Lubaina Himid’s Cotton.com (2002) is an absolute show stopper and captures your attention as soon as you enter the exhibition space of GENERATIONS. Made up of 84 individual patterned oil paintings and a brass strip, it is a mesmerizing work that deserves a closer look.
Installation Shot: Cotton.com in GENERATIONS: Connecting Across Time and Place
The creation of Cotton.com was inspired by an act of solidarity. In the nineteenth century, textile workers living in the northwest of England were affected by the American Civil War, as their livelihood was dependent on the provision of slave-grown cotton. Even though the British mill workers were themselves living and working under harsh conditions, they held rallies and wrote to President Lincoln, supporting his decision to end slavery in the United States.
Lubaina Himid decided to capture this historic moment of unity between the British working class and enslaved plantation workers across the Atlantic. She wanted to create an imagined conversation between both parties, but instead of using text or language, Himid turned towards patterns. Each of the 84 panels has a unique black and white pattern, creating a conversation that is open to interpretation and accessible to everyone.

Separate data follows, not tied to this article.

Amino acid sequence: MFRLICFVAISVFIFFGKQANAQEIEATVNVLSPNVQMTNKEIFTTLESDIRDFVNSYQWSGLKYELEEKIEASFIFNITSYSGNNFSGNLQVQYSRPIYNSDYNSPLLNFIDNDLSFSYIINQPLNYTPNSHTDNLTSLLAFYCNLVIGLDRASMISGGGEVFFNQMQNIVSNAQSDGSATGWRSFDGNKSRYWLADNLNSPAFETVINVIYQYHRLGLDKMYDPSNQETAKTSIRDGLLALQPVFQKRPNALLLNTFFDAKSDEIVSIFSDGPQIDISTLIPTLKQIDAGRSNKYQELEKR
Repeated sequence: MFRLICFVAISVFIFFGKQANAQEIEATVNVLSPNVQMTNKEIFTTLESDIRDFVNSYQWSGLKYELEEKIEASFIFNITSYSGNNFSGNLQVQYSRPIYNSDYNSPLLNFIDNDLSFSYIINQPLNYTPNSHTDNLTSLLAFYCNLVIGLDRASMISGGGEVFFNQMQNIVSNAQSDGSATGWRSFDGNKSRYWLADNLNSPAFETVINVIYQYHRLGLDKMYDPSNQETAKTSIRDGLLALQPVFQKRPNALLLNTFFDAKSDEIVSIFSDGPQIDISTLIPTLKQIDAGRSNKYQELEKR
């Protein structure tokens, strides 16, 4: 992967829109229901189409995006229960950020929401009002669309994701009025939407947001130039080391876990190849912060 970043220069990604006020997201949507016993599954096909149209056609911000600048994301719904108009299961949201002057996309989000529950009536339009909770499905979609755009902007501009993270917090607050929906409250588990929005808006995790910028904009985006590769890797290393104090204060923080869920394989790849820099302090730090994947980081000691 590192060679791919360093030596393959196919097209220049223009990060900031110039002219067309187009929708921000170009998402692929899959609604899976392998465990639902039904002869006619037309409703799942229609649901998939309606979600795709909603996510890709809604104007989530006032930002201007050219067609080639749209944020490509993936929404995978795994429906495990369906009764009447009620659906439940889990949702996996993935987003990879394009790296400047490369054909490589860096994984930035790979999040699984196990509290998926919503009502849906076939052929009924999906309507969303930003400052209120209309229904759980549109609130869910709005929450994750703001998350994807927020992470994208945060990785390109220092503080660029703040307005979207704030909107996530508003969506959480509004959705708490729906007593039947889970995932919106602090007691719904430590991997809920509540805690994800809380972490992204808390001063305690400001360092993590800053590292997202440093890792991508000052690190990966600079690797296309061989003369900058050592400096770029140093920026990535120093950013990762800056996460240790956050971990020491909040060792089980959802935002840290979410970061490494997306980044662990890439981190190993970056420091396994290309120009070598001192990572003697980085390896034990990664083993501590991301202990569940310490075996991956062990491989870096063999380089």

The work is crowned by a long brass panel stating: ‘He said I looked like a painting by Murillo as I carried water for the gang just because I balanced the bucket on my head.’ This quote is adapted from a sentence that Himid found in a plantation inspector’s report. Himid felt that she needed to rectify this objectifying statement, and rephrased it so that it is now written from the woman’s perspective, giving her a voice and agency.
Cotton.com being unpacked and condition checked during installation period
The work addresses the impact of colonialism, transnational trade, slavery and misogyny. From the very beginning of our exhibition process, we knew that we wanted to show this powerful piece, and it has stuck with us ever since. Cotton.com was also the first work that was hung during our installation process. It took an entire day to unpack, condition report and hang all 85 components. Before all of this happened, our art handlers had to grid the wall meticulously so that the distance between each panel is exactly the same.
Now that the work is up on the walls, it has taken on a life on its own. Placed together with Helen Cammock’s There’s a Hole in the Sky Part II: Listening to James Baldwin (2016) and Lucy Skaer’s The Tyrant (2006), we hope that it sparks conversation about distribution of power, and how it is crucial for us to learn from the past in today’s world.